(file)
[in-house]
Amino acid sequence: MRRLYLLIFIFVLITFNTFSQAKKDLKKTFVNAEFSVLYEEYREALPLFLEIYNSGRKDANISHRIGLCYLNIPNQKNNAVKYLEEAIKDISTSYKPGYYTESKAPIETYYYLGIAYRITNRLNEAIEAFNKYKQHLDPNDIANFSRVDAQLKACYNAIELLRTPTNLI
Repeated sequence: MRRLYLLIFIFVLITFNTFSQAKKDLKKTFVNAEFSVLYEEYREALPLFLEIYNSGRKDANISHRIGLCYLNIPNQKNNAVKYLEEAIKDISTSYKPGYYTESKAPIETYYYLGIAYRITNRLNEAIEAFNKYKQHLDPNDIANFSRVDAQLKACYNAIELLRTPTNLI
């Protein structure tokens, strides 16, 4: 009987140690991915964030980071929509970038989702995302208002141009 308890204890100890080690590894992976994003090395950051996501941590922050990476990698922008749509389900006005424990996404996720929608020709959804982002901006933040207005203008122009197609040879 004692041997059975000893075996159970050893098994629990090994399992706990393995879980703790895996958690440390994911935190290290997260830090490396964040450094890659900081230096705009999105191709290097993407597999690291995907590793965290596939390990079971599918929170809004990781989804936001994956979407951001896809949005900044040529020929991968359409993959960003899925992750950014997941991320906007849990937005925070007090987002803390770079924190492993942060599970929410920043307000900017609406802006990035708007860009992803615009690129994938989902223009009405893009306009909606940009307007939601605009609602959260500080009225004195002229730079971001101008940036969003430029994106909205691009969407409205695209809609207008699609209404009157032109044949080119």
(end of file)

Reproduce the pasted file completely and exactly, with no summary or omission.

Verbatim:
[in-house]
Amino acid sequence: MRRLYLLIFIFVLITFNTFSQAKKDLKKTFVNAEFSVLYEEYREALPLFLEIYNSGRKDANISHRIGLCYLNIPNQKNNAVKYLEEAIKDISTSYKPGYYTESKAPIETYYYLGIAYRITNRLNEAIEAFNKYKQHLDPNDIANFSRVDAQLKACYNAIELLRTPTNLI
Repeated sequence: MRRLYLLIFIFVLITFNTFSQAKKDLKKTFVNAEFSVLYEEYREALPLFLEIYNSGRKDANISHRIGLCYLNIPNQKNNAVKYLEEAIKDISTSYKPGYYTESKAPIETYYYLGIAYRITNRLNEAIEAFNKYKQHLDPNDIANFSRVDAQLKACYNAIELLRTPTNLI
């Protein structure tokens, strides 16, 4: 009987140690991915964030980071929509970038989702995302208002141009 308890204890100890080690590894992976994003090395950051996501941590922050990476990698922008749509389900006005424990996404996720929608020709959804982002901006933040207005203008122009197609040879 004692041997059975000893075996159970050893098994629990090994399992706990393995879980703790895996958690440390994911935190290290997260830090490396964040450094890659900081230096705009999105191709290097993407597999690291995907590793965290596939390990079971599918929170809004990781989804936001994956979407951001896809949005900044040529020929991968359409993959960003899925992750950014997941991320906007849990937005925070007090987002803390770079924190492993942060599970929410920043307000900017609406802006990035708007860009992803615009690129994938989902223009009405893009306009909606940009307007939601605009609602959260500080009225004195002229730079971001101008940036969003430029994106909205691009969407409205695209809609207008699609209404009157032109044949080119």